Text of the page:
HPV stands for human papilloma virus. It is a very common virus. There are about 100 types of HPV that affect different parts of the body. About 30 types of HPV can affect the genitals — including the vulva, vagina, cervix, penis and scrotum — as well as the rectum and anus. About 75% of sexually active people have at least one HPV infection in their lifetime. There is no treatment or cure for HPV infection.
It’s estimated that HPV infects more than 550,000 Canadians each year. For most people, HPV causes no symptoms and eventually goes away without treatment.1
Each year 3,800 new cancer cases in Canada are attributed to HPV; by 2042, this number will increase to 6,600.1 HPV infection increases the risk of developing six different types of cancer. Cervical cancer is almost exclusively caused by HPV and HPV infection is also the cause of other anogenital cancers and oropharyngeal cancers.2 To help reduce the burden of HPV-related cancers, Canada has set a target of achieving 90% HPV vaccination coverage of adolescents by 17 years of age, by 2025.52
Yes, Each year 3,800 new cancer cases in Canada are attributed to HPV; by 2042, this number will increase to 6,600.1 HPV infection increases the risk of developing six different types of cancer. Cervical cancer is almost exclusively caused by HPV and HPV infection is also the cause of other anogenital cancers and oropharyngeal cancers.2 To help reduce the burden of HPV-related cancers, Canada has set a target of achieving 90% HPV vaccination coverage of adolescents by 17 years of age, by 2025.53
The HPV-9 vaccine protects against 9 strains (types) of human papillomavirus. These 9 strains may cause up to:4
- 92% of cervical cancers
- 75% of anal cancers
- 57% of penile cancers
- 72% of vaginal cancers
- 25% of head and neck cancers
- 90% of genital warts
In British Columbia:
- Women are eligible to get the HPV at no cost if they receive their vaccine before the age of 19.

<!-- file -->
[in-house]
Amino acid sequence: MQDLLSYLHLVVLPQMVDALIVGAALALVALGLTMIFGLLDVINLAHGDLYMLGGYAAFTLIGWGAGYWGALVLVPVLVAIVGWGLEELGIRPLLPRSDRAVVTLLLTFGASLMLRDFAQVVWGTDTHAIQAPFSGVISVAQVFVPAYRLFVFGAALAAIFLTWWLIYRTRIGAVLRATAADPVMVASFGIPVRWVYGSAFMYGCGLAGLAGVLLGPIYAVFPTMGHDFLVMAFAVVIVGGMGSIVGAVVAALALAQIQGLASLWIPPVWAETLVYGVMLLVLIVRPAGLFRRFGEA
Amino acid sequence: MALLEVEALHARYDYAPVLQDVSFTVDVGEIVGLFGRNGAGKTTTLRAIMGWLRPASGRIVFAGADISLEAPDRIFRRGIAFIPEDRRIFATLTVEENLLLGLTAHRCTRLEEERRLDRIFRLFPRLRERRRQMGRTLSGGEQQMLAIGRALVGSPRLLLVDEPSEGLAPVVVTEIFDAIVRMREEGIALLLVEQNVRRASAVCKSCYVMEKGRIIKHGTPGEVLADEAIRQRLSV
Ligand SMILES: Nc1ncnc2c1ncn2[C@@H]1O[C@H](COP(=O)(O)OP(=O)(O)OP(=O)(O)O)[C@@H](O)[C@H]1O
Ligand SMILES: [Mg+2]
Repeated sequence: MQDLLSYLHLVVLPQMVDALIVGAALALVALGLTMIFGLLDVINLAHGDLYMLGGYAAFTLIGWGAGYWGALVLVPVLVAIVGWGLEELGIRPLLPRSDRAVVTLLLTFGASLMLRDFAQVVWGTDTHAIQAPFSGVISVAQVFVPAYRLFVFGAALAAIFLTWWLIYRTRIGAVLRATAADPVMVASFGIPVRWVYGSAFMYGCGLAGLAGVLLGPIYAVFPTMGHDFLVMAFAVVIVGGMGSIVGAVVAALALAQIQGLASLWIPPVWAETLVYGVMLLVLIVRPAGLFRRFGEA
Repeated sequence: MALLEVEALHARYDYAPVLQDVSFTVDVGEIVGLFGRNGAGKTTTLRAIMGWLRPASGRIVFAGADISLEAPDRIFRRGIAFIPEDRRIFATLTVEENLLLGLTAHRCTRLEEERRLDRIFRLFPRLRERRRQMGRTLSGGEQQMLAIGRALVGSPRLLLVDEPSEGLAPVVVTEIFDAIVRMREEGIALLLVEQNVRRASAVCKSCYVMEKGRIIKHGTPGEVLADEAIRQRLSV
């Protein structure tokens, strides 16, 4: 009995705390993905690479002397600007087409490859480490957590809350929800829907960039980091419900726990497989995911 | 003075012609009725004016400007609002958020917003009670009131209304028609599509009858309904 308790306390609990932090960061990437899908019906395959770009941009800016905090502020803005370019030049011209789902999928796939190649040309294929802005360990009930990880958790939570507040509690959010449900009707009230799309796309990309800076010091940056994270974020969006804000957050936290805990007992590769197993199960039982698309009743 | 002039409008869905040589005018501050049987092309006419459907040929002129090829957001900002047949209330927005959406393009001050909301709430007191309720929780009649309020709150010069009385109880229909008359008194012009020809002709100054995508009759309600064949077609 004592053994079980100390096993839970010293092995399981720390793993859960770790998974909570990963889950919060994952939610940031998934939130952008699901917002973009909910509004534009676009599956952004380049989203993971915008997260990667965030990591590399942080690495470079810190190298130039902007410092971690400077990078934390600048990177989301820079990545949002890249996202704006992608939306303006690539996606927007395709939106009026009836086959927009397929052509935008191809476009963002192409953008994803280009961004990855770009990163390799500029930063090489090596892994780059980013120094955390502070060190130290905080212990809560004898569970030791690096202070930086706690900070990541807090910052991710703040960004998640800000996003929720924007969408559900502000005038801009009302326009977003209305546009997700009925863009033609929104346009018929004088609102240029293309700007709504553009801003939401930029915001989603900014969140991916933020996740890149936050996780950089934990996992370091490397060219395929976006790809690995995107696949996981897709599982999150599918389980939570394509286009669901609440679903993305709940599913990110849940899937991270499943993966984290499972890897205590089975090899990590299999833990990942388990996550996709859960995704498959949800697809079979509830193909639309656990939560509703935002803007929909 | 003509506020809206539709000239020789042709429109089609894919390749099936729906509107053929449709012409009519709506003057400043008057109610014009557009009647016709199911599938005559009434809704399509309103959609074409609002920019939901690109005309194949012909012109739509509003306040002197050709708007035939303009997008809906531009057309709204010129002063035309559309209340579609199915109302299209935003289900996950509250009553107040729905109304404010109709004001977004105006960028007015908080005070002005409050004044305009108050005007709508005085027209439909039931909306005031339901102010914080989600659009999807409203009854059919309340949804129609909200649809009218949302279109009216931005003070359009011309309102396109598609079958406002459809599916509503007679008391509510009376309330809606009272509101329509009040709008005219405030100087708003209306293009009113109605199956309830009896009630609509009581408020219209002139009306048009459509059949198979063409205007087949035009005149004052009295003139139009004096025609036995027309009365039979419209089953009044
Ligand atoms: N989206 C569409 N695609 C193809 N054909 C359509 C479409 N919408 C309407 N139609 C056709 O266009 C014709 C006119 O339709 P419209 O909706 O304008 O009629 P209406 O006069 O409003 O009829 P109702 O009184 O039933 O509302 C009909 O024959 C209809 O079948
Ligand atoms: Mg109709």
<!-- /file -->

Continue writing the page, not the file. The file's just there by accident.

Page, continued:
- Heterosexual men are currently eligible to receive their vaccine before the age of 19 and gay men are eligible to receive the vaccine up until the age of 26.
- In BC, the HPV Vaccine is administered through a in school public vaccination program that started in 2008 for girls and 2017 for boys.
Yes, National Immunization Guide says gay men are about 20 times more likely than heterosexual men to develop anal cancer. Rates of anal cancer among HIV-positive men are higher than rates of cervical cancer among women, even in countries with the highest cervical cancer rates.5
Yes, Health Canada extended approval for Gardasil, an HPV vaccine, in August 2020 to include men between 27-45. If fact the government highly recommends gay men to receive the HPV vaccine to better prevent cancers later in life.
Cost is the largest deterrent. The HPV vaccine costs approximately $600 dollars. Since vaccination coverage is fairly new for school aged boys there is a significant population of gay men that are currently not currently covered.
BC does have catch-up programs for high-risk groups: HIV+, trans, MSM populations and those who are their questioning sexual orientation.
It’s not hard. We won with PreP fight and we have so much more potential. Letting the Minister of Health, Adrian Dix, know that this matters is the perfect start.
By signing the petition and sending letters to our elected officials we can BC’s government know that cancer prevention matters.